I'm far from reasonable - at least when it comes to this!!


Rees,


Most courses aren't 'obsolete' because most courses weren't intended to be the courses likely to decide big championship golf. 6600 yards is plenty of golf for 95% of people who play.
Whilst not the be-all-and-end all, 'championship courses' (the important ones anyway and not just those attaching the label for marketing hype) are important.  Places like Royal Melbourne,Shinnecock and Muirfield, for example.


In Australia all of our best clubs and courses were designed to replicate the tests set by the championship courses of Britain. They were members clubs but their dual roll was to be well able to hold state and national titles - both amateur and professional.


Alister MacKenzie, Alex Russell and a couple of others designed and redesigned a number of them - Royal Melbourne,Kingston Heath,Royal Adelaide,Royal Sydney,Lake Karrinyup,Victoria -  and had significant influences at many more.


All have been stretched as far as possible by they are now obsolete (and have been for some time) if the measure is how the original designers saw them playing and intended them to play.
Holes at Royal Melbourne we all used to play with drives and middle irons and now mostly driver and wedge. The Presidents Cup in December will simply be another piece of evidence.


Of course our problem in Australia is we have no influence - because the game is run by the seemingly impotent USGA and R&A  -whose role - whose purpose - in the equipment debate was to maintain the skill it took to play the game (something clearly diminished by the modern ball and the frying pan drivers) and to protect the great courses against exactly what has happened.


I think a rollback is inevitable because we aren't even close to what's possible in terms of how far the best players will be able to make the ball go. All it is going to take is the emergence of the next generation of kids to are being taught to swing at 125-130 mph and to propel the ball at 200mph.
Then it is truly all over and they will be forced to act - unless of course the manufacturers are as powerful as the most powerful lobby groups - pick your poison - in the USA.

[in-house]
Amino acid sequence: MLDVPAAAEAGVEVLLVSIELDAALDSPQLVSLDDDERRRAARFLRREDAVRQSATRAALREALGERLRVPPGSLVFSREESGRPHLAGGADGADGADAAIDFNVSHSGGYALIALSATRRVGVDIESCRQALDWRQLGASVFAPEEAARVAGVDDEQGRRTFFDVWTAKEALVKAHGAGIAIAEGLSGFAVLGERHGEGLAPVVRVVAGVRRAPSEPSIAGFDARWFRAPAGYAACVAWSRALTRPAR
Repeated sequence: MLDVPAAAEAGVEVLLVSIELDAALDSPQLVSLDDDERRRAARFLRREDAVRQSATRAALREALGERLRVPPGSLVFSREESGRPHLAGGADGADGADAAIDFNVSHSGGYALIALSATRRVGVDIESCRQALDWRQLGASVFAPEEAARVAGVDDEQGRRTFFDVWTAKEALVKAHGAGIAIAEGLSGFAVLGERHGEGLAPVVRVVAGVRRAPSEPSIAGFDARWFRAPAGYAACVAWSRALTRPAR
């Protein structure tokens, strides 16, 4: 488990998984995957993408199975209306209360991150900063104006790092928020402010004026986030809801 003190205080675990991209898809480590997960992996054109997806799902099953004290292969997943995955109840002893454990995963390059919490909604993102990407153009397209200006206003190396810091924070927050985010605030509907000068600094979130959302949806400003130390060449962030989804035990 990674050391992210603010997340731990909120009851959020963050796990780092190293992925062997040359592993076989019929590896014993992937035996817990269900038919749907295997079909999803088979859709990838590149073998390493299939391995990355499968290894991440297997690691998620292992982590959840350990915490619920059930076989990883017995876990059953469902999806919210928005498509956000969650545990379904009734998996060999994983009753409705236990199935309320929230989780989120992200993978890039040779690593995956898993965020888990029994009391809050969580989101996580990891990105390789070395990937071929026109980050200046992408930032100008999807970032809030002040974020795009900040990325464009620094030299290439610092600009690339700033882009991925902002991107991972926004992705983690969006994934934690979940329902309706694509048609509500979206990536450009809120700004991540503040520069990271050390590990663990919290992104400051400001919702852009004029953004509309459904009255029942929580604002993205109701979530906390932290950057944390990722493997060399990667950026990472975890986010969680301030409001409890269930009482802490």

Matthew Mollica

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Re: Rollback Alliance
« Reply #15 on: August 03, 2019, 11:34:41 PM »
^^^Interesting.  Tell us about these limited flight balls.  Are there any balls out there that mimic the flight of the old Titleist Tour Balata or Titleist Professional?

Tom - visit here.

https://www.mcintyregolf.com/replica-golf-balls


They don't spin much but feel soft and don't go as far as contemporary balls. They're ideal for hickories.
"The truth about golf courses has a slightly different expression for every golfer. Which of them, one might ask, is without the most definitive convictions concerning the merits or deficiencies of the links he plays over? Freedom of criticism is one of the last privileges he is likely to forgo."

Thomas Dai

  • Karma: +0/-0
Re: Rollback alliance
« Reply #16 on: August 04, 2019, 03:28:11 AM »
Well done to the folks from Downunder for progressing this matter.


The quote from Mike Cirba's interview that Matthew has re-posted sums things up nicely so I'll repeat it once more -

"A game dependent upon so much of the earth's acreage on a shrinking planet with finite resources in inevitably going to be on the wrong side of history, and a game where the balls and implements aren't effectively controlled within certain parameters befitting the challenge is similarly going to become antiquated".


The game more important than the manufacturers.


atb


Sean_A

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Re: Rollback alliance
« Reply #17 on: August 04, 2019, 03:44:49 AM »
I am confused as to why roll backers don't think equipment bifurcation is the better option to an across the board ball roll back. I say this for a few reasons

1. It is a form of compromise which will be more acceptable for most golfers.

2. The fear of having to alter courses, that is, mainly where tees will be placed and if so how far from greens, will be reduced.

3. Bifurcation may very well lead back to unification if and when golfers become convinced a roll back isn't the end of the world.